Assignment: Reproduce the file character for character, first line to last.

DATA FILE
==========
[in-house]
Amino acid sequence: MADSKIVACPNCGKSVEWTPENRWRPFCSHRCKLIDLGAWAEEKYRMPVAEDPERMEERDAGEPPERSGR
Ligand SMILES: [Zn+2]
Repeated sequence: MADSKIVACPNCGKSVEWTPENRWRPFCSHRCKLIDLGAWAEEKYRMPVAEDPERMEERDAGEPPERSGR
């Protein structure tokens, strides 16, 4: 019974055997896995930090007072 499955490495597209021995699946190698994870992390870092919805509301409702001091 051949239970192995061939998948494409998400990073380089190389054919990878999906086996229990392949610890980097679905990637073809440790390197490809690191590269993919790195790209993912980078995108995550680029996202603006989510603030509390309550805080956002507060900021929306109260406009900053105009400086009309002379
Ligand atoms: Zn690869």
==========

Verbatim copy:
[in-house]
Amino acid sequence: MADSKIVACPNCGKSVEWTPENRWRPFCSHRCKLIDLGAWAEEKYRMPVAEDPERMEERDAGEPPERSGR
Ligand SMILES: [Zn+2]
Repeated sequence: MADSKIVACPNCGKSVEWTPENRWRPFCSHRCKLIDLGAWAEEKYRMPVAEDPERMEERDAGEPPERSGR
């Protein structure tokens, strides 16, 4: 019974055997896995930090007072 499955490495597209021995699946190698994870992390870092919805509301409702001091 051949239970192995061939998948494409998400990073380089190389054919990878999906086996229990392949610890980097679905990637073809440790390197490809690191590269993919790195790209993912980078995108995550680029996202603006989510603030509390309550805080956002507060900021929306109260406009900053105009400086009309002379
Ligand atoms: Zn690869």